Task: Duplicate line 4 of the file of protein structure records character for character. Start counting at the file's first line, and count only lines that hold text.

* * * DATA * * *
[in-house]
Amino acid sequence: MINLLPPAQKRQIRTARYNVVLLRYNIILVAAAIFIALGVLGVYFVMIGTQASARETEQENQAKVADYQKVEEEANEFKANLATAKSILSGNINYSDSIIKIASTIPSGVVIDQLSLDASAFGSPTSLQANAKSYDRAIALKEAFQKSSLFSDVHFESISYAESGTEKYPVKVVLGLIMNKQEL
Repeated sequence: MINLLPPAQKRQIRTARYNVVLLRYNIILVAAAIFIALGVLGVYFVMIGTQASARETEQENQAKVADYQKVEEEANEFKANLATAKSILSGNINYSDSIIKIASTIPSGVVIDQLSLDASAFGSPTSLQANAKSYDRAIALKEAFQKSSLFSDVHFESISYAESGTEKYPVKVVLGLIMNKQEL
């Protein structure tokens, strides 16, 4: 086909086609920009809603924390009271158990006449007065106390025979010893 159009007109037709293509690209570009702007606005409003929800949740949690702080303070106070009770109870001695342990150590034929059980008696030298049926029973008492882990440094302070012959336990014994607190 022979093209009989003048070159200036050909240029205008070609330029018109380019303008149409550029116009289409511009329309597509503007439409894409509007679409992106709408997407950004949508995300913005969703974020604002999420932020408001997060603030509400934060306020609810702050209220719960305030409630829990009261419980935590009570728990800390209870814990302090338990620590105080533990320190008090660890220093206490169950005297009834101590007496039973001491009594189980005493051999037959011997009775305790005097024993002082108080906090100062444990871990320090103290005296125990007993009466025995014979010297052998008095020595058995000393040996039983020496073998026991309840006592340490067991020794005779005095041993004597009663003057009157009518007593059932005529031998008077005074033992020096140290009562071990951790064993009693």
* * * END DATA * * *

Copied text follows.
């Protein structure tokens, strides 16, 4: 086909086609920009809603924390009271158990006449007065106390025979010893 159009007109037709293509690209570009702007606005409003929800949740949690702080303070106070009770109870001695342990150590034929059980008696030298049926029973008492882990440094302070012959336990014994607190 022979093209009989003048070159200036050909240029205008070609330029018109380019303008149409550029116009289409511009329309597509503007439409894409509007679409992106709408997407950004949508995300913005969703974020604002999420932020408001997060603030509400934060306020609810702050209220719960305030409630829990009261419980935590009570728990800390209870814990302090338990620590105080533990320190008090660890220093206490169950005297009834101590007496039973001491009594189980005493051999037959011997009775305790005097024993002082108080906090100062444990871990320090103290005296125990007993009466025995014979010297052998008095020595058995000393040996039983020496073998026991309840006592340490067991020794005779005095041993004597009663003057009157009518007593059932005529031998008077005074033992020096140290009562071990951790064993009693």